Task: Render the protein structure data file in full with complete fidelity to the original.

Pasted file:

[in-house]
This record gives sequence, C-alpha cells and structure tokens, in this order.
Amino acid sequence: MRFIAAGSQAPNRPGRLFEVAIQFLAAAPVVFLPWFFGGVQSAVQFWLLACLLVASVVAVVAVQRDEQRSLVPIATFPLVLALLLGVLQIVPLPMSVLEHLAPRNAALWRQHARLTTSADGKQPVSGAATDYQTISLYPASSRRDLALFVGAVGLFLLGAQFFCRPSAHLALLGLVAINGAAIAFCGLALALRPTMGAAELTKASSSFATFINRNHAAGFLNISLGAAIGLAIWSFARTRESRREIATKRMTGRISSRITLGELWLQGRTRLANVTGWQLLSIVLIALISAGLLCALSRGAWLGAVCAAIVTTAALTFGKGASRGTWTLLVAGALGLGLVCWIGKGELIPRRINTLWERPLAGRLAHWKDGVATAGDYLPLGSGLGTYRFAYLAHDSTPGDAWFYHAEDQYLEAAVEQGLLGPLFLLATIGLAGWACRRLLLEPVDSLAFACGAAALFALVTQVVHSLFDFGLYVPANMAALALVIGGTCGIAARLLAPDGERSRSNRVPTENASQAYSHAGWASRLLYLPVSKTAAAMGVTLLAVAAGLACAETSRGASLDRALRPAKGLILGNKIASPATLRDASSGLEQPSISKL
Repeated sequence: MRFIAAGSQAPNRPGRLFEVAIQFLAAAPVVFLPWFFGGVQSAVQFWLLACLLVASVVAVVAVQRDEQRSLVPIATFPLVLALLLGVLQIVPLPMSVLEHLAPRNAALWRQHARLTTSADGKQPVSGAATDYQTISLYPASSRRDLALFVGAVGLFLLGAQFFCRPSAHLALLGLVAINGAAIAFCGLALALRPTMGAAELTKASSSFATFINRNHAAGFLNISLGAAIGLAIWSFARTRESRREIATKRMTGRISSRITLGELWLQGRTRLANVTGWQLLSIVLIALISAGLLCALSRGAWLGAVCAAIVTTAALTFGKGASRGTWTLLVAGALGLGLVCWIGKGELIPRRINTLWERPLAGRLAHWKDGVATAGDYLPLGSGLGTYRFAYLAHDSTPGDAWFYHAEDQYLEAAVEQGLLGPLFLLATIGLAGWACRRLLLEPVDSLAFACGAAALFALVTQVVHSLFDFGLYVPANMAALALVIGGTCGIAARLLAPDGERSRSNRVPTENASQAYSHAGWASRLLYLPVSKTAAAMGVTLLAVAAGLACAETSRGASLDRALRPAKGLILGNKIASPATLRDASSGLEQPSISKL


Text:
[in-house]
This record gives sequence, C-alpha cells and structure tokens, in this order.
Amino acid sequence: MRFIAAGSQAPNRPGRLFEVAIQFLAAAPVVFLPWFFGGVQSAVQFWLLACLLVASVVAVVAVQRDEQRSLVPIATFPLVLALLLGVLQIVPLPMSVLEHLAPRNAALWRQHARLTTSADGKQPVSGAATDYQTISLYPASSRRDLALFVGAVGLFLLGAQFFCRPSAHLALLGLVAINGAAIAFCGLALALRPTMGAAELTKASSSFATFINRNHAAGFLNISLGAAIGLAIWSFARTRESRREIATKRMTGRISSRITLGELWLQGRTRLANVTGWQLLSIVLIALISAGLLCALSRGAWLGAVCAAIVTTAALTFGKGASRGTWTLLVAGALGLGLVCWIGKGELIPRRINTLWERPLAGRLAHWKDGVATAGDYLPLGSGLGTYRFAYLAHDSTPGDAWFYHAEDQYLEAAVEQGLLGPLFLLATIGLAGWACRRLLLEPVDSLAFACGAAALFALVTQVVHSLFDFGLYVPANMAALALVIGGTCGIAARLLAPDGERSRSNRVPTENASQAYSHAGWASRLLYLPVSKTAAAMGVTLLAVAAGLACAETSRGASLDRALRPAKGLILGNKIASPATLRDASSGLEQPSISKL
Repeated sequence: MRFIAAGSQAPNRPGRLFEVAIQFLAAAPVVFLPWFFGGVQSAVQFWLLACLLVASVVAVVAVQRDEQRSLVPIATFPLVLALLLGVLQIVPLPMSVLEHLAPRNAALWRQHARLTTSADGKQPVSGAATDYQTISLYPASSRRDLALFVGAVGLFLLGAQFFCRPSAHLALLGLVAINGAAIAFCGLALALRPTMGAAELTKASSSFATFINRNHAAGFLNISLGAAIGLAIWSFARTRESRREIATKRMTGRISSRITLGELWLQGRTRLANVTGWQLLSIVLIALISAGLLCALSRGAWLGAVCAAIVTTAALTFGKGASRGTWTLLVAGALGLGLVCWIGKGELIPRRINTLWERPLAGRLAHWKDGVATAGDYLPLGSGLGTYRFAYLAHDSTPGDAWFYHAEDQYLEAAVEQGLLGPLFLLATIGLAGWACRRLLLEPVDSLAFACGAAALFALVTQVVHSLFDFGLYVPANMAALALVIGGTCGIAARLLAPDGERSRSNRVPTENASQAYSHAGWASRLLYLPVSKTAAAMGVTLLAVAAGLACAETSRGASLDRALRPAKGLILGNKIASPATLRDASSGLEQPSISKL